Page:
You need hot water at home to enjoy bathing, cooking, and cleaning—so it’s critical that your hot water heater can handle the demands of your household. The more you know about how water heaters work, the more prepared you’ll be to take good care of yours and replace it when the time comes.
Below, we’ll explain the ins and outs of water heaters—what to consider before a new water heater installation, how to tell when your heater needs repairs, when to schedule routine maintenance, and more. With our help, you should have no trouble calling for help with your water heater when the time comes and recognizing the signs when yours is due for replacement.
See also: hot water heater repairs
How Does a Water Heater Work?
The science behind water heaters is pretty simple: once water from the municipal water supply enters your home’s plumbing system, a heat source raises its temperature before sending it through the pipes where it can be used by operating different fixtures (sinks, tubs, etc.).
However, the specific parts that make this happen will be different depending on the kind of water heater you have. Let’s look at the two main types:
Different Types of Water Heaters
Most homes in Alberta use either a hot water tank or a tankless water heater. Here’s how each system works:
Hot Water Tanks
These systems have a large tank that stores water and heats it up so it’s ready to be used on demand. Hot water tanks normally include:
- A cold water pipe that moves water from your local water supply into the tank
- Heating elements that warm the contents of the tank
- A hot water pipe, which carries hot water that rises to the top of the tank into your home
- A safety valve to let water out of the tank if the heat or pressure inside gets too high
Hot water tanks keep the water inside warm even when you’re not using it—but if you use too much hot water at once, you may run out.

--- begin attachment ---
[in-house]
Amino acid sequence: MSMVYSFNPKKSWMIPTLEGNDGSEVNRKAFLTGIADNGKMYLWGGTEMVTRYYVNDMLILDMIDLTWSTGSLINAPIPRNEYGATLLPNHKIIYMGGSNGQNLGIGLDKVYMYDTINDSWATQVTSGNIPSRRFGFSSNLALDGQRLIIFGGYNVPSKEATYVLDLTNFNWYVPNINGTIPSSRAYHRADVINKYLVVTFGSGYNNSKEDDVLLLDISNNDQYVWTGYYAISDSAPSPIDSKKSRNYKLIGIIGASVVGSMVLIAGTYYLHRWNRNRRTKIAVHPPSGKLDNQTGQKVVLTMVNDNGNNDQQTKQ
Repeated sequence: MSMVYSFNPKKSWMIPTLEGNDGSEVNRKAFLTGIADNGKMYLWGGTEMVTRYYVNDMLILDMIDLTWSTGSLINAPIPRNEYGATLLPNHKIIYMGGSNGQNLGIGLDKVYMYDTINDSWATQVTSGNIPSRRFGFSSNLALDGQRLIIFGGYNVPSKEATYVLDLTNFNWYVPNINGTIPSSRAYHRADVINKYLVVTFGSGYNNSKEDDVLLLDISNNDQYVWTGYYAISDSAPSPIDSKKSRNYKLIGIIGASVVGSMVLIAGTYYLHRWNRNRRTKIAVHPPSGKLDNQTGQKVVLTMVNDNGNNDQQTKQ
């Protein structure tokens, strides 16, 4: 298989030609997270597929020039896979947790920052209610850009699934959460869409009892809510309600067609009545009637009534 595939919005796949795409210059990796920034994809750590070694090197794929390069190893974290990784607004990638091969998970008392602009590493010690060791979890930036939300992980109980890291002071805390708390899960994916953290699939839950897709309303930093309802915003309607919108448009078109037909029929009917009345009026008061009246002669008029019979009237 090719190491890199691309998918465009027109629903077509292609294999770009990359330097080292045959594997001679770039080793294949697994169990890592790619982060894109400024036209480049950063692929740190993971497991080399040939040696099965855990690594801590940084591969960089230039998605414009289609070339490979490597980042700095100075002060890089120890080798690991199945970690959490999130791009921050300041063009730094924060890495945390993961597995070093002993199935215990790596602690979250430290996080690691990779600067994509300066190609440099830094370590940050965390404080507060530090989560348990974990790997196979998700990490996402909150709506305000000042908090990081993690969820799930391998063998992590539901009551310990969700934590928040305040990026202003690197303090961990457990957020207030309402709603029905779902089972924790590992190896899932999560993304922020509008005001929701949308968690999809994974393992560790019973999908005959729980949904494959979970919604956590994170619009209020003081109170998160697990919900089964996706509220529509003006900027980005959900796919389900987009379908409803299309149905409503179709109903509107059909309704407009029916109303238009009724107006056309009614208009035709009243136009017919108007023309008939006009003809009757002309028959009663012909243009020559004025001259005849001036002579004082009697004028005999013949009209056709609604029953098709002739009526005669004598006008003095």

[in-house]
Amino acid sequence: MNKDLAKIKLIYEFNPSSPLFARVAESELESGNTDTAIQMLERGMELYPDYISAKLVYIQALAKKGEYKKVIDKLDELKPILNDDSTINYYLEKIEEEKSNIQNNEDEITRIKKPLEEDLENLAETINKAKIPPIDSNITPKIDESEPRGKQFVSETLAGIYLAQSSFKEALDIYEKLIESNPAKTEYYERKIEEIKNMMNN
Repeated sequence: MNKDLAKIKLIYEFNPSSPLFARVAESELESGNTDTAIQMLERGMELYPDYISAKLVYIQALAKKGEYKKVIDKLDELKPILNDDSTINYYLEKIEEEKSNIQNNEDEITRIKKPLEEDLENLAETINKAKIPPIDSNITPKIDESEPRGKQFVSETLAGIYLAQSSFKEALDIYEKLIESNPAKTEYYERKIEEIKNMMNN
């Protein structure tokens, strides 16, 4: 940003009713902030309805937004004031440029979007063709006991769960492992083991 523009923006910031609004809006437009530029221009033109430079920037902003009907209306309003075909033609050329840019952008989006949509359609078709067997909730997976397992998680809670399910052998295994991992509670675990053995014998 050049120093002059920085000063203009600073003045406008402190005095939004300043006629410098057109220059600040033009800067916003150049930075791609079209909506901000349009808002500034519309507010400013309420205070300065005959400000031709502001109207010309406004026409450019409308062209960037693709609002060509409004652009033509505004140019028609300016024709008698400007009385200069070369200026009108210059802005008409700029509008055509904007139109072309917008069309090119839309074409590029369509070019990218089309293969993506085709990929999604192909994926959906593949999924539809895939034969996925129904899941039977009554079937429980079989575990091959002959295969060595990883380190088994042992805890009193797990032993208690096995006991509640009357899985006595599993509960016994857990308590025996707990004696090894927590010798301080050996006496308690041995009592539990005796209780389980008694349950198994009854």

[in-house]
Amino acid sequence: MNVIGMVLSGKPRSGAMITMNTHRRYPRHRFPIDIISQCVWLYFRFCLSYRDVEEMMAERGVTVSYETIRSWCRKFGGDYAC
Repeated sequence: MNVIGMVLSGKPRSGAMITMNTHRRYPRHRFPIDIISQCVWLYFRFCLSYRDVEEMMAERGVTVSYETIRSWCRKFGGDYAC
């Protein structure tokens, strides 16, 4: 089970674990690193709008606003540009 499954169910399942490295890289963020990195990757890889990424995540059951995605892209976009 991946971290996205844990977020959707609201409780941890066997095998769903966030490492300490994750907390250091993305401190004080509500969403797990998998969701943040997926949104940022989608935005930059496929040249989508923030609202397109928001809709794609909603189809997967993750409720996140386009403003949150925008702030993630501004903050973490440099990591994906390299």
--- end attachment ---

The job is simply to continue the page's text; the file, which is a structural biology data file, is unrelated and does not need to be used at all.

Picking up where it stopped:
Tankless Hot Water Heaters
Tankless water heaters connect a heat source directly to the pipes that carry water throughout your home and heat it on demand when the need arises. Their design means they take up much less space than hot water tanks.
Tankless heaters normally consist of:
- A heat exchanger attached to your water supply lines
- A burner and combustion fan
- A pressure release valve and sensor to regulate flow
Because tankless hot water heaters produce hot water on demand, you won’t run out of hot water if your home uses one—but their flow rate can be lower than with hot water tanks.
What Kind of Water Heater Is Best for Alberta Homes?
You’ll find hot water tanks and tankless water heaters throughout Alberta—and at Action Furnace, we provide installations and repairs for both kinds. Knowing the pros and cons of each can help you choose the system that’s best for your home.
Pros & Cons of Hot Water Tanks
- Less expensive to install
- Easy to replace
- Produce a strong rate of flow
- Less energy efficient
- Can run out of hot water
- Take up more physical space
Pros & Cons of Tankless Water Heaters
- More energy efficient
- Don’t run out of hot water
- Take up less room
- Higher upfront cost
- Retrofitting can be difficult
- Flow rate can be lower unless upgraded with a storage tank
Tankless water heaters are more efficient than hot water tanks, but because they’re also more expensive, it takes time to make back the costs of switching. If you’re planning to use a tankless heater for 12 to 20 years and keep it properly maintained during that period, a tankless system can be a smart investment. Otherwise, there’s nothing wrong with continuing to use hot water tanks—especially since most newer models are increasingly energy efficient.
If you do consider a tankless heater, contact us for help choosing an appropriate brand and model. While most tankless heaters are powerful enough to heat water even in Alberta’s cold climate, certain electric models are better suited to warmer regions and may struggle to heat water efficiently. We’ll be able to show you options you can count on.
Water Heater Maintenance for Alberta Homeowners
Every water heater needs regular maintenance and professional service at regular intervals. Here’s an overview of what you can do on your own and what you should call us for help with:
DIY Maintenance For Water Tanks
Help keep your hot water tank healthy by:
- Adjusting the thermostat: simply take off the cover and use a screwdriver to turn the dial—120 degrees is optimal for most homes.
- Insulating your pipes: wrap foam around the hot and cold water pipes attached to your tank to improve energy efficiency and prevent condensation in warmer weather.